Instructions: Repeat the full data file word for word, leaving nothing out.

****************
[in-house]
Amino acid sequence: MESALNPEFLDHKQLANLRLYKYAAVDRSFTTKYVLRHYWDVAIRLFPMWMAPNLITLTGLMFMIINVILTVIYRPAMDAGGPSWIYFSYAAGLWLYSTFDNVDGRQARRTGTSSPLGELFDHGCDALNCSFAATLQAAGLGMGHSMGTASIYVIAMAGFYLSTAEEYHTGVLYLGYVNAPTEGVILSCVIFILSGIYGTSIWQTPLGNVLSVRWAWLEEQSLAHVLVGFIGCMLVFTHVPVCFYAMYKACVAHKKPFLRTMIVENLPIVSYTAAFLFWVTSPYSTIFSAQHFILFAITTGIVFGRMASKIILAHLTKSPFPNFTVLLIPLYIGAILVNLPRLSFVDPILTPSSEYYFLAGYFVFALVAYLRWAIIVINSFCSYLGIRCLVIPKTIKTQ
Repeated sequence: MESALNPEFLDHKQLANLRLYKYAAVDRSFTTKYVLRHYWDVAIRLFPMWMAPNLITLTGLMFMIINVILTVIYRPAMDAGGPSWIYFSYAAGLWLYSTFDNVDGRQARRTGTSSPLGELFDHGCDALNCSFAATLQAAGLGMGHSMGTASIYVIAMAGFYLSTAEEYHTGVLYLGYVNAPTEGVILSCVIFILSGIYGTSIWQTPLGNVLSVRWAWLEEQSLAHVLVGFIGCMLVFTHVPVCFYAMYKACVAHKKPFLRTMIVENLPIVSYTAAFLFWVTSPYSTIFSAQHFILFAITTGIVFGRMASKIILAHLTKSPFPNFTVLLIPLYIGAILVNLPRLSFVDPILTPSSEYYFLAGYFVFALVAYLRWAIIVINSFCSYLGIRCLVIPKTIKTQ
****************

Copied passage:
[in-house]
Amino acid sequence: MESALNPEFLDHKQLANLRLYKYAAVDRSFTTKYVLRHYWDVAIRLFPMWMAPNLITLTGLMFMIINVILTVIYRPAMDAGGPSWIYFSYAAGLWLYSTFDNVDGRQARRTGTSSPLGELFDHGCDALNCSFAATLQAAGLGMGHSMGTASIYVIAMAGFYLSTAEEYHTGVLYLGYVNAPTEGVILSCVIFILSGIYGTSIWQTPLGNVLSVRWAWLEEQSLAHVLVGFIGCMLVFTHVPVCFYAMYKACVAHKKPFLRTMIVENLPIVSYTAAFLFWVTSPYSTIFSAQHFILFAITTGIVFGRMASKIILAHLTKSPFPNFTVLLIPLYIGAILVNLPRLSFVDPILTPSSEYYFLAGYFVFALVAYLRWAIIVINSFCSYLGIRCLVIPKTIKTQ
Repeated sequence: MESALNPEFLDHKQLANLRLYKYAAVDRSFTTKYVLRHYWDVAIRLFPMWMAPNLITLTGLMFMIINVILTVIYRPAMDAGGPSWIYFSYAAGLWLYSTFDNVDGRQARRTGTSSPLGELFDHGCDALNCSFAATLQAAGLGMGHSMGTASIYVIAMAGFYLSTAEEYHTGVLYLGYVNAPTEGVILSCVIFILSGIYGTSIWQTPLGNVLSVRWAWLEEQSLAHVLVGFIGCMLVFTHVPVCFYAMYKACVAHKKPFLRTMIVENLPIVSYTAAFLFWVTSPYSTIFSAQHFILFAITTGIVFGRMASKIILAHLTKSPFPNFTVLLIPLYIGAILVNLPRLSFVDPILTPSSEYYFLAGYFVFALVAYLRWAIIVINSFCSYLGIRCLVIPKTIKTQ